15 days of Celebration for the Year of the Earth Dog
While the Western world celebrates the new year on Jan. 1, the Chinese mark the start of the lunar new year with a 15-day celebration that this year began on Feb. 4. Everything in China shuts down for 2 weeks for the following:
The lengthy festivities involve honoring gods, ancestors and family. When done properly, each rite helps set the tone for an auspicious year. Here is how households mark the special occasion:
The first day is spent welcoming heavenly and earthly deities. Individuals abstain from eating meat to ensure a happy, long life.
This day is recognized as the birthday of dogs, so we show our appreciation by showering them with kindness and edible treats.
Days 3 and 4
On these days, we visit our in-laws to pay our respects and show family support.
This is the day we welcome the God of Wealth into our homes. At this time, we refrain from visiting friends and family in the belief that this will bring bad luck to all parties.
Days 6 to 10
These days are set aside for visiting friends and relatives, praying and blessing them with good fortune and good health.
Harvest Day is marked by eating noodles to promote good health and longevity. We do not cut the noodles because cut or broken noodles signify poor health.
Families unite for a dinner that lasts into midnight, when we offer a prayer or blessing for the new year.
Offerings to the Jade Emperor are made on this day out of respect for the creator of the universe.
Days 10 to 12
We celebrate these days with friends over sumptuous meals, always making sure there is fish on the table, an indication of surplus and abundance for all. Dishes of shrimp ensure laughter throughout the year. Fat choy, a black algae that has the appearance of fine black hair, is also served because of its association with wealth. Also enjoyed are mustard greens, described as “long-year vegetables.” They are associated with longevity because even when overcooked, they never turn out bad. The proper way to eat them is from the top to the bottom, one by one, for good health and longevity.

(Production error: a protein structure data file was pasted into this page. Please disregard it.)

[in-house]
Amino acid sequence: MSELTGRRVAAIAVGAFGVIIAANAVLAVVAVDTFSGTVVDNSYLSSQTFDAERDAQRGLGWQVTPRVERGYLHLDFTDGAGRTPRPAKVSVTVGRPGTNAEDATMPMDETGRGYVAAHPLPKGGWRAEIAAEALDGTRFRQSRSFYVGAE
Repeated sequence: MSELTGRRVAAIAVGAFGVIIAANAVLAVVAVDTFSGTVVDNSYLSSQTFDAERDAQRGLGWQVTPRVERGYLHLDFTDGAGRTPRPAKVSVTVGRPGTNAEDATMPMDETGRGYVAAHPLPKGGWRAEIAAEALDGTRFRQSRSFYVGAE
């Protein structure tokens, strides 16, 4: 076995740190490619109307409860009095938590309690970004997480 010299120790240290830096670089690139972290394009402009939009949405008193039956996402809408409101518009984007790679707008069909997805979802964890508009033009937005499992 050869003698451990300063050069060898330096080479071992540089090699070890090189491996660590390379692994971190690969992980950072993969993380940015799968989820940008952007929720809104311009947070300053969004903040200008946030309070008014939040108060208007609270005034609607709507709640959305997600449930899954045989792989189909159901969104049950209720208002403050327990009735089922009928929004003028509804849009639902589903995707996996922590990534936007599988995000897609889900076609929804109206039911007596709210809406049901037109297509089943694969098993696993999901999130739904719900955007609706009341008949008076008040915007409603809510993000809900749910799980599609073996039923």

The dish most closely associated with the new year is meatless jai, which contains 18 varieties of vegetables, each symbolic of an aspect of good fortune. Turnip cake is also said to bring good luck, and dumplings shaped to look like golden ingots are eaten at midnight on the eve of the new year for good fortune. Another dish that is eaten is gau, to ensure your recognition, fortune, wealth and happiness will continue to rise throughout the year.
After days of feasting and celebration, we usually enjoy simple congee and choy sum before dawn to cleanse our bodies. We never eat all of the congee, leaving some in our bowls to indicate surplus in the new year.
This is the day of the Lantern Festival, when we welcome friends and family to our homes, which we decorate with poetic red paper to bless all with happiness, fortune and wishes for continued good health.
It’s also important to dress the home with pretty blossoms, lucky platters of oranges and tangerines with color representative of gold and wealth, and “Trays of Togetherness” bearing eight varieties of Chinese sweets.
Chinese believe that every household should contain plants to symbolize rebirth and growth in the new year. Flowers are also symbolic of wealth, success and recognition in one’s career. Most popular is the narcissus. A narcissus plant that blooms on New Year’s Day foretells prosperity. We also like to have bamboo in our homes as a symbol of strength, perseverance and reliability.
We like to give gifts of gau, oranges, tangerines, plants and flowers with a red envelope called lai see when we visit friends and family during the two-week Chinese new year celebration. This year, we will be making 100 gaus to give away in celebration of the Chinese new year. This to ensure that our relationships are strong, important and an indication we wish good fortune, success and good health upon those close to us.